Today's fragrance (one must soldier on and clearing and thalia have shown me the way): "Change your scent every spring with Escada's annual limited edition seasonal scent, designed to complement its current spring-summer couture collection. The 2000 edition is Lily Chic, a crisp floral harmony. The opening accord is bright with citrus fruits, while fragrant lilies envelop the heart with a burst of brilliance. Lovely for après-spa, weekend escapes, and flirty summer dresses. " © Uh huh. Uh huh.


In My Life

There are places I’ll remember
All my life, though some have changed
Some forever, not for better
Some have gone and some remain

All these places have their moments
With lovers and friends I still can recall
Some are dead and some are living
In my life
I’ve loved them all

But of all these friends and lovers
There is no one compares with you
And these memories lose their meaning
When I think of love as something new

Though I know I’ll never lose affection
For people and things that went before
I know I’ll often stop and think about them
In my life
I love you more

Though I know I’ll never lose affection
For people and things that went before
I know I’ll often stop and think about them
In my life
I love you more

In my life
I love you more


Today's fragrance: Calandre by Paco Rabanne. Mysterious metallic non-sweet floral that dries down to a soft powder. The one I've emptied the most bottles of. In My Life.


Independence Day 2005

O say, does that star-spangled
banner yet wave
O'er the land of the free
and the home of the brave?
Today's fragrance: in tribute to the melting pot of America and out of necessity since I'm sorting samples ... I'm wearing too many to count. From Keiko Mecheri to Montale, from Serge Lutens to Creed and Crown, I smell good, even if I can't tell you from what.
Have a Happy 4th of July, everybody.


A Message for My (Younger) Sisters

This is awkward and I'm not sure I can say it right.

I was a rebellious adolescent ... and evolved into a somewhat iconoclastic adult. I've always resented and refused to accept the patronizing, the condescending, the "I know what's best for you," the "voice of maturity," whenever I heard it.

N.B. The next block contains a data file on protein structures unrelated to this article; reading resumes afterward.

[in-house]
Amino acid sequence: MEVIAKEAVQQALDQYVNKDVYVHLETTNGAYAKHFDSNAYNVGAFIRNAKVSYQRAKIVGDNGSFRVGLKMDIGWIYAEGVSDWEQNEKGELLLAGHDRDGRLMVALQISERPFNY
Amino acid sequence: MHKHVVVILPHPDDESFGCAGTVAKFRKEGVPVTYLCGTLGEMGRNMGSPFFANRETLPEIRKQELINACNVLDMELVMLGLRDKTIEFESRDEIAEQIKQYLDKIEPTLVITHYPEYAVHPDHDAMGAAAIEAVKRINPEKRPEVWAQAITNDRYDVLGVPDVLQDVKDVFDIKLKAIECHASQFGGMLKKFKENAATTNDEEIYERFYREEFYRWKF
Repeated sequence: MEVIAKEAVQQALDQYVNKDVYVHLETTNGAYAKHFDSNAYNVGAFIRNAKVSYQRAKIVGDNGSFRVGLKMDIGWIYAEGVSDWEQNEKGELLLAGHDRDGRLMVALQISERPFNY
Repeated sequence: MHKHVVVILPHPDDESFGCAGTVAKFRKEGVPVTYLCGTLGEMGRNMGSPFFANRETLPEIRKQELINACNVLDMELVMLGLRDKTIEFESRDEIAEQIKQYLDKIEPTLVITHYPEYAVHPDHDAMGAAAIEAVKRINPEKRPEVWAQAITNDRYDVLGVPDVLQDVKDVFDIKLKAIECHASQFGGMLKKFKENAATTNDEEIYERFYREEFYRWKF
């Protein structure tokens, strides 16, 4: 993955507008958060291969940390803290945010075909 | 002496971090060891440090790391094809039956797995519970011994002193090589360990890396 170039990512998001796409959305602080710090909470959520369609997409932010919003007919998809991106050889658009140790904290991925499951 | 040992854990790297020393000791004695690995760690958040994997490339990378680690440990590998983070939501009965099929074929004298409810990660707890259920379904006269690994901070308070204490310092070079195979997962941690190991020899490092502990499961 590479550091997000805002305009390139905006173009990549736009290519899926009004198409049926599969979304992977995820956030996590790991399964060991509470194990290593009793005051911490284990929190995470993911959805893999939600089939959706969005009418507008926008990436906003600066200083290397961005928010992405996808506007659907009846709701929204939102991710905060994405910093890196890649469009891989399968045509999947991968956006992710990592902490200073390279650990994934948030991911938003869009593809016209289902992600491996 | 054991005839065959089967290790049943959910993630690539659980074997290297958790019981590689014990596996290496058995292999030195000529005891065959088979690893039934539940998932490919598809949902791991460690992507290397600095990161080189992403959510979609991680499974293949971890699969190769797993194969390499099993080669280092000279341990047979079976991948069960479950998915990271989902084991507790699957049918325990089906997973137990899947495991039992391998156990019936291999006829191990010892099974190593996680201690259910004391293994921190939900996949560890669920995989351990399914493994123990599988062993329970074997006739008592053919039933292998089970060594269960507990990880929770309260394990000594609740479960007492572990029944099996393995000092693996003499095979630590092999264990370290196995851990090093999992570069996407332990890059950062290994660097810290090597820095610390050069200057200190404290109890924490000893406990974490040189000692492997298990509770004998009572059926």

I try hard to remain open in my thinking, resilient in my reasoning, accepting of the new, the untried, the adventurous, the novel.

The fact remains, however, that I am 54. I have lived *gasp* a half century and I've seen a lot.

Today I'm fortunate to know a number of young women that I greatly admire -- for their style, their accomplishments, their spirit, their courage, the way they shoulder many and heavy responsibilities.

So it's awkward for me to step up on any kind of soapbox. But I want to warn these young women that I admire so much.

More than thirty years ago, brave women, courageous like you are, stepped up and loudly questioned why the state had the right to refuse a woman the health care of her choice. They asked why in some cases an adult woman had to have her husband's, or even father's, permission to obtain certain types of health care. They showed pictures of women dead in pools of their own blood, dead from desperate self- or criminally- administered abortions.

This is a morally-loaded issue and you may say: I don't behave that way. I will never find myself pregnant and alone, or perhaps in a dangerously abusive relationship, emotionally unstable, perhaps physically ill and unable to care for a child. I will never become pregnant from a rape. I will never become pregnant with a child with defects so severe s/he will be unable to live a full, healthy life.

You may choose to say all life is sacred and I will never have an abortion.

Just know that other women have said that ... before they were faced with horrible circumstances and made a terrible choice they said they would never make. And have compassion, because most, consciously or unconsciously, live in torment from it.

But they live. They now have children that they were able to bring into the world, into good solid environments. They have children they look at, and love, in remembrance of the shadow child they gave up. They're alive because they had the choice.